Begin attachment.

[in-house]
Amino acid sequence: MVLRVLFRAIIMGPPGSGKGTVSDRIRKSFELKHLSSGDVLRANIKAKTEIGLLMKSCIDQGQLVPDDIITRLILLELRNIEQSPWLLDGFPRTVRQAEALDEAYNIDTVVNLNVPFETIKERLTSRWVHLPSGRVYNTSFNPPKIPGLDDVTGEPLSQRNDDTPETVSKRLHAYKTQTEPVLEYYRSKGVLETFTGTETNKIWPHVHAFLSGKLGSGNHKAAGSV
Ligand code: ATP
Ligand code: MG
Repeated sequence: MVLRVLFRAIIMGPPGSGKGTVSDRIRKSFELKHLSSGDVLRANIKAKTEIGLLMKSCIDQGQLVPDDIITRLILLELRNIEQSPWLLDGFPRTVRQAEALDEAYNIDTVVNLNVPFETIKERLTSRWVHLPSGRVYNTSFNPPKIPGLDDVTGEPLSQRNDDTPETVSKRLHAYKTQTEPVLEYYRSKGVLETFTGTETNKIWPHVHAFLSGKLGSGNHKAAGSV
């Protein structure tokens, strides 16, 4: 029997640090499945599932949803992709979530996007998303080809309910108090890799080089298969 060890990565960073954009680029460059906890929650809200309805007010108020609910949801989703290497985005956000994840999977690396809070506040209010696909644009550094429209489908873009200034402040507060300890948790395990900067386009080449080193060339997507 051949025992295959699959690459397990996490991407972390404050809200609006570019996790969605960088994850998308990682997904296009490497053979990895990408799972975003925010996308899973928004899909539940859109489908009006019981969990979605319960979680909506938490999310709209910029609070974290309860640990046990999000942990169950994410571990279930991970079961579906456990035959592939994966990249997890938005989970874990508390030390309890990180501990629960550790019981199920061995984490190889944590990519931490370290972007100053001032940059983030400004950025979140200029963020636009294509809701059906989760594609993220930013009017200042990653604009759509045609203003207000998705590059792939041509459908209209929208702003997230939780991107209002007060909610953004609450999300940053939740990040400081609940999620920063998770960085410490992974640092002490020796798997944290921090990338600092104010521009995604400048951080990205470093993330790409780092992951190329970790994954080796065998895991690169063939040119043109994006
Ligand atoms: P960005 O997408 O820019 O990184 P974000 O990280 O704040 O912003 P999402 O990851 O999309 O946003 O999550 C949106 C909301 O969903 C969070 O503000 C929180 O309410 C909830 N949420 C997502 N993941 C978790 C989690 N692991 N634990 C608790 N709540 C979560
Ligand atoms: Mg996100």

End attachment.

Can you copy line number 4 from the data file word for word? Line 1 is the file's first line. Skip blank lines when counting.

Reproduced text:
Ligand code: MG